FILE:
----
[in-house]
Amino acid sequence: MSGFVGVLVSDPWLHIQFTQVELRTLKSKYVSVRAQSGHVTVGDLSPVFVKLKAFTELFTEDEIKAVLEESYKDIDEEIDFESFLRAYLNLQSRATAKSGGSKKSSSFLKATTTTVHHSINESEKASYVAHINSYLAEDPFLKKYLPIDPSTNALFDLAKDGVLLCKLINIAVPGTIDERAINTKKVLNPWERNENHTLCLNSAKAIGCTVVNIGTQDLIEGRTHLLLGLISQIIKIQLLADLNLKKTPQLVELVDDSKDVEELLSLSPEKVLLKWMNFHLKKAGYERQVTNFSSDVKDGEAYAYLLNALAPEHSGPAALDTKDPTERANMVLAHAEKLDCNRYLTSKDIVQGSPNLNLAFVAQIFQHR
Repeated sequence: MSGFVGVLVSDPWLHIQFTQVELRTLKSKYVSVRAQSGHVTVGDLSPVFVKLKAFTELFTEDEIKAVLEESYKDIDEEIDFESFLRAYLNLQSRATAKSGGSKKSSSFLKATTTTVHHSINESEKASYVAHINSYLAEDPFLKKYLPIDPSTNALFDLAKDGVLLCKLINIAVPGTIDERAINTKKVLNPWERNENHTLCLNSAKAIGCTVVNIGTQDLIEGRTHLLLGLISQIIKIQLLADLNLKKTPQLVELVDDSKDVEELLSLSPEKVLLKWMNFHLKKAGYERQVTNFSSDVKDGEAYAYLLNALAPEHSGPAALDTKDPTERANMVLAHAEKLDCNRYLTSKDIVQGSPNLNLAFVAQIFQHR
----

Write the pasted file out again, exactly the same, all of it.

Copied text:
[in-house]
Amino acid sequence: MSGFVGVLVSDPWLHIQFTQVELRTLKSKYVSVRAQSGHVTVGDLSPVFVKLKAFTELFTEDEIKAVLEESYKDIDEEIDFESFLRAYLNLQSRATAKSGGSKKSSSFLKATTTTVHHSINESEKASYVAHINSYLAEDPFLKKYLPIDPSTNALFDLAKDGVLLCKLINIAVPGTIDERAINTKKVLNPWERNENHTLCLNSAKAIGCTVVNIGTQDLIEGRTHLLLGLISQIIKIQLLADLNLKKTPQLVELVDDSKDVEELLSLSPEKVLLKWMNFHLKKAGYERQVTNFSSDVKDGEAYAYLLNALAPEHSGPAALDTKDPTERANMVLAHAEKLDCNRYLTSKDIVQGSPNLNLAFVAQIFQHR
Repeated sequence: MSGFVGVLVSDPWLHIQFTQVELRTLKSKYVSVRAQSGHVTVGDLSPVFVKLKAFTELFTEDEIKAVLEESYKDIDEEIDFESFLRAYLNLQSRATAKSGGSKKSSSFLKATTTTVHHSINESEKASYVAHINSYLAEDPFLKKYLPIDPSTNALFDLAKDGVLLCKLINIAVPGTIDERAINTKKVLNPWERNENHTLCLNSAKAIGCTVVNIGTQDLIEGRTHLLLGLISQIIKIQLLADLNLKKTPQLVELVDDSKDVEELLSLSPEKVLLKWMNFHLKKAGYERQVTNFSSDVKDGEAYAYLLNALAPEHSGPAALDTKDPTERANMVLAHAEKLDCNRYLTSKDIVQGSPNLNLAFVAQIFQHR